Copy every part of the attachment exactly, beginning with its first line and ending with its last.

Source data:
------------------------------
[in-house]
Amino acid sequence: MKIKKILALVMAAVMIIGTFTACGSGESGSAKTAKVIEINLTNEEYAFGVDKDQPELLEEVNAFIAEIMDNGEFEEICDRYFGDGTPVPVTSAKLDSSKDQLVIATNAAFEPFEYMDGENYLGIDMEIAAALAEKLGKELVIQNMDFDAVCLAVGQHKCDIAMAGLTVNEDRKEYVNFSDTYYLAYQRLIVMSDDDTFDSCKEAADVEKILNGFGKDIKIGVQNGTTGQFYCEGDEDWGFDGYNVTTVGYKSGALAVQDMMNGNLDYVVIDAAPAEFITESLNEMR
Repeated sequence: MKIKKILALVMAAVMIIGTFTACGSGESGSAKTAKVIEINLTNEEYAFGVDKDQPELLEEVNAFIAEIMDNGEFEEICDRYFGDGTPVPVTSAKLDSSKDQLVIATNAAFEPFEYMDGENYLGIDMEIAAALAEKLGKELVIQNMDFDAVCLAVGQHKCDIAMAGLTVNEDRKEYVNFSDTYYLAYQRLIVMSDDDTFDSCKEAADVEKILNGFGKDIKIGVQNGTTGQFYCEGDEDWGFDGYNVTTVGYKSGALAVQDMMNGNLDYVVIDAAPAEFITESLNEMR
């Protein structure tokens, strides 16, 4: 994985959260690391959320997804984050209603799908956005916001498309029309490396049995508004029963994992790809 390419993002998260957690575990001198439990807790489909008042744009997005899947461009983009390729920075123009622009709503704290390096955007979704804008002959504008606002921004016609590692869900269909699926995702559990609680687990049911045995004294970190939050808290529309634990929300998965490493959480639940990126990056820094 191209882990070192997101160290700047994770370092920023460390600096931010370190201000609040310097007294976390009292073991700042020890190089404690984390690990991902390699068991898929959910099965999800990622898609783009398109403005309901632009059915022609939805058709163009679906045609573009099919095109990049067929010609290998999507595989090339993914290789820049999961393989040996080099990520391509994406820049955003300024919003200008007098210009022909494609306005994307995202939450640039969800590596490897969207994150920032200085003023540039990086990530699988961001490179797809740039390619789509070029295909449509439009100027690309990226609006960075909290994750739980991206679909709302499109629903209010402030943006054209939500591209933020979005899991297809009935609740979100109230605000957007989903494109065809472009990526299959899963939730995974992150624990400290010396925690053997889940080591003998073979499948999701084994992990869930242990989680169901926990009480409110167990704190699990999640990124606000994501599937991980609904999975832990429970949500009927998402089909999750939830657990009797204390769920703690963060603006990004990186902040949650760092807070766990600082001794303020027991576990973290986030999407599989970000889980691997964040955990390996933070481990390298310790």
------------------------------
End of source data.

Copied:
[in-house]
Amino acid sequence: MKIKKILALVMAAVMIIGTFTACGSGESGSAKTAKVIEINLTNEEYAFGVDKDQPELLEEVNAFIAEIMDNGEFEEICDRYFGDGTPVPVTSAKLDSSKDQLVIATNAAFEPFEYMDGENYLGIDMEIAAALAEKLGKELVIQNMDFDAVCLAVGQHKCDIAMAGLTVNEDRKEYVNFSDTYYLAYQRLIVMSDDDTFDSCKEAADVEKILNGFGKDIKIGVQNGTTGQFYCEGDEDWGFDGYNVTTVGYKSGALAVQDMMNGNLDYVVIDAAPAEFITESLNEMR
Repeated sequence: MKIKKILALVMAAVMIIGTFTACGSGESGSAKTAKVIEINLTNEEYAFGVDKDQPELLEEVNAFIAEIMDNGEFEEICDRYFGDGTPVPVTSAKLDSSKDQLVIATNAAFEPFEYMDGENYLGIDMEIAAALAEKLGKELVIQNMDFDAVCLAVGQHKCDIAMAGLTVNEDRKEYVNFSDTYYLAYQRLIVMSDDDTFDSCKEAADVEKILNGFGKDIKIGVQNGTTGQFYCEGDEDWGFDGYNVTTVGYKSGALAVQDMMNGNLDYVVIDAAPAEFITESLNEMR
């Protein structure tokens, strides 16, 4: 994985959260690391959320997804984050209603799908956005916001498309029309490396049995508004029963994992790809 390419993002998260957690575990001198439990807790489909008042744009997005899947461009983009390729920075123009622009709503704290390096955007979704804008002959504008606002921004016609590692869900269909699926995702559990609680687990049911045995004294970190939050808290529309634990929300998965490493959480639940990126990056820094 191209882990070192997101160290700047994770370092920023460390600096931010370190201000609040310097007294976390009292073991700042020890190089404690984390690990991902390699068991898929959910099965999800990622898609783009398109403005309901632009059915022609939805058709163009679906045609573009099919095109990049067929010609290998999507595989090339993914290789820049999961393989040996080099990520391509994406820049955003300024919003200008007098210009022909494609306005994307995202939450640039969800590596490897969207994150920032200085003023540039990086990530699988961001490179797809740039390619789509070029295909449509439009100027690309990226609006960075909290994750739980991206679909709302499109629903209010402030943006054209939500591209933020979005899991297809009935609740979100109230605000957007989903494109065809472009990526299959899963939730995974992150624990400290010396925690053997889940080591003998073979499948999701084994992990869930242990989680169901926990009480409110167990704190699990999640990124606000994501599937991980609904999975832990429970949500009927998402089909999750939830657990009797204390769920703690963060603006990004990186902040949650760092807070766990600082001794303020027991576990973290986030999407599989970000889980691997964040955990390996933070481990390298310790």